And Jesus says to us, You got this. God has given you everything you need. A tiny mustard seed of confidence in God’s goodness will see you through. Just be obedient to that.
So a word about an initiative of the church that I mentioned in an email this week. Forward Movement, the people who publish Forward Day by Day, is inviting the Episcopal Church to a season of prayer in advance of the November 8 election. It begins next Sunday, October 9 and lasts for thirty days. You can sign up for emails and follow on Facebook. Our prayer book states that prayers of the people always include prayer for the nation and world and its leaders, so this is nothing new. But the folks at Forward Movement recognize this as a time of deep division in our country. They are inviting the Episcopal Church to pray.
In praying for the election, we are not throwing up our hands and saying Fix it Jesus. That’s not what we mean by prayer. Prayer is itself a form of confidence in God’s goodness. As we pray, we align ourselves with the loving purposes of God. We align our wills with God’s will as we understand it and trust the world and all our lives into God’s care. As we pray for our election process or for those who are in trouble or for any other situation in our world, we pray with faith in God’s goodness. Even a tiny mustard seed amount is enough.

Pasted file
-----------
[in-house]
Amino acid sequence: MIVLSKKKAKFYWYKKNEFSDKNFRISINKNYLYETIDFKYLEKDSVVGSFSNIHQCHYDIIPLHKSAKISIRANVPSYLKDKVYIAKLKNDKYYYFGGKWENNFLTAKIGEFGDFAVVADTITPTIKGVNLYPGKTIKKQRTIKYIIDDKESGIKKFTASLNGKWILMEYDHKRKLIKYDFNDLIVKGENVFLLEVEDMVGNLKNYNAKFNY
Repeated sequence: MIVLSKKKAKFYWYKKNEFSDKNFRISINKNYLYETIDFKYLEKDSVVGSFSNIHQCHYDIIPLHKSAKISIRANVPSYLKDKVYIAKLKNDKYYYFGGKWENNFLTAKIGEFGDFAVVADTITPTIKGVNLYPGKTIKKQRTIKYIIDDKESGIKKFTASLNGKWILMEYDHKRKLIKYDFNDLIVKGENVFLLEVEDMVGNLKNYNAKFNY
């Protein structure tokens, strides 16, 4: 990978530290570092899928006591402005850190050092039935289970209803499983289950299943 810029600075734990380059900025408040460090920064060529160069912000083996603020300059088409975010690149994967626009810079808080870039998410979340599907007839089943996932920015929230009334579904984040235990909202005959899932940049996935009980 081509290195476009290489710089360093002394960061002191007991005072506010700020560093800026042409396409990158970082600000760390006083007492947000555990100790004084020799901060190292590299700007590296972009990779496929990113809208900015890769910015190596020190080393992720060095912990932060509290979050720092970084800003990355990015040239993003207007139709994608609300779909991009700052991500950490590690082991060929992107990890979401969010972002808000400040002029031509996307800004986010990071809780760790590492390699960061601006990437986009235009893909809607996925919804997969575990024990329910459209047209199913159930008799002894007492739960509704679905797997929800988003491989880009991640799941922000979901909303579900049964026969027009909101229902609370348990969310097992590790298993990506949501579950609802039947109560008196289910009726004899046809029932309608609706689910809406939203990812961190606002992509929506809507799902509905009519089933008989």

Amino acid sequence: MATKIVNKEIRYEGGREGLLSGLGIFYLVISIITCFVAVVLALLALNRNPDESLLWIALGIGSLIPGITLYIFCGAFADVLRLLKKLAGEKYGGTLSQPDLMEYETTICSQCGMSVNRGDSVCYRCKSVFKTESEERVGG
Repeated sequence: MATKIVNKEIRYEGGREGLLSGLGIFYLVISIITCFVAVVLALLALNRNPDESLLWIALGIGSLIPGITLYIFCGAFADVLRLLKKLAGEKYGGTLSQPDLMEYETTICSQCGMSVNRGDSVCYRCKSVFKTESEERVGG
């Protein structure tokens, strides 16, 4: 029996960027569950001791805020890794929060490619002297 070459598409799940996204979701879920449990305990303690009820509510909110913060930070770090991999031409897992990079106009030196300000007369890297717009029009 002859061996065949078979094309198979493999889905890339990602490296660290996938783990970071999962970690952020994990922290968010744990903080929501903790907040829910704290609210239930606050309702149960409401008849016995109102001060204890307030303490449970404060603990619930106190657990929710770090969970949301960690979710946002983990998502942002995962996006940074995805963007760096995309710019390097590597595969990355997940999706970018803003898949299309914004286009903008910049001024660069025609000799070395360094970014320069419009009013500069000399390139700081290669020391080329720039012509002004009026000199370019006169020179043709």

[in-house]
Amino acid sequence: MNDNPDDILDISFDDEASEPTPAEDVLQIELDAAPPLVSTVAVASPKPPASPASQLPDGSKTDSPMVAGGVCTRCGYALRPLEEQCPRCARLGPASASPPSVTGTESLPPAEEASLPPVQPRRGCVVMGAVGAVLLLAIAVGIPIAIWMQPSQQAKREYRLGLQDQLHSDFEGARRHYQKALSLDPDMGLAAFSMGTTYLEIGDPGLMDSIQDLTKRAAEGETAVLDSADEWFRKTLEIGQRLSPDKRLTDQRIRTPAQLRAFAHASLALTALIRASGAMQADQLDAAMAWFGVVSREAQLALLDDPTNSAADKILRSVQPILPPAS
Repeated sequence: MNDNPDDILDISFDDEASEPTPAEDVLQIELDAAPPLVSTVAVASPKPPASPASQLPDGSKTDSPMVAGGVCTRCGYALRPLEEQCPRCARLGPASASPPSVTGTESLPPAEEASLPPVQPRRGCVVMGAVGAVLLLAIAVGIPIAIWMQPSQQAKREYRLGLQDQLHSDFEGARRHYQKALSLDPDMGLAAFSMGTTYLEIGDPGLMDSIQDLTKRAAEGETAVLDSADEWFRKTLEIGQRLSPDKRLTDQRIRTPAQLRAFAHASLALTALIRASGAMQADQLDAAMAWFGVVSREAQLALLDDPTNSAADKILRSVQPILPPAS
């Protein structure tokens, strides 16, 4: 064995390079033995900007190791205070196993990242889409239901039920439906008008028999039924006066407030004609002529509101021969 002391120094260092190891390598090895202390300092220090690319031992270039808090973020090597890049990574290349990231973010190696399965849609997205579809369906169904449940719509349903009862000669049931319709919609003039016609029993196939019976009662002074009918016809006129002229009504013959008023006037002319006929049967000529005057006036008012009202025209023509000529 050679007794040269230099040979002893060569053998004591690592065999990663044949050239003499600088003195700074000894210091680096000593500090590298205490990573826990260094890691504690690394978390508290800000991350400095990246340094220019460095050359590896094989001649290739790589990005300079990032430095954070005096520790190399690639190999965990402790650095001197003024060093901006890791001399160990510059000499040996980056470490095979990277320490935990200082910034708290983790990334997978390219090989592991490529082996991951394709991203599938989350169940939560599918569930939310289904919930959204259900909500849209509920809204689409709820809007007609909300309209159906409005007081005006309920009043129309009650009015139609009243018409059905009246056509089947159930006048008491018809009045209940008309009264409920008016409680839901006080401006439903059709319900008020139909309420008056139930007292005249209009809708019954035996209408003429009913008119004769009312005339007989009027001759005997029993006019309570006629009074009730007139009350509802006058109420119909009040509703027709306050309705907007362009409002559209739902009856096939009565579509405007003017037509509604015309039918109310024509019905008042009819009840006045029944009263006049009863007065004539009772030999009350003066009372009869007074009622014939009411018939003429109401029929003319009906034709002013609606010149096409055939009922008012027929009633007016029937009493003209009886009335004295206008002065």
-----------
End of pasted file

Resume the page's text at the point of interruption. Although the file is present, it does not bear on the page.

But then we also act. We live out our prayer by being obedient to the hope that is in us.
Pope Francis, named for St. Francis, has said this – “Pray for the hungry, then go feed them. That’s how prayer works.” In other words, be obedient to the faith that is in you.
So pray for the election, then vote. Pray for your enemies, then try to be reconciled. Pray for an end to poverty, and then try to help it happen. Pray for creation, and then care for it.
And as you pray, hear Jesus say, You have everything you need. You got this.
©The Rev. Dr. Grace Burton-Edwards
Image: The Mulberry Tree by Vincent van Gogh, by Razimantv at Malayalam Wikipedia – Transferred from ml.wikipedia to Commons by Sreejithk2000 using CommonsHelper., Public Domain, https://commons.wikimedia.org/w/index.php?curid=12071653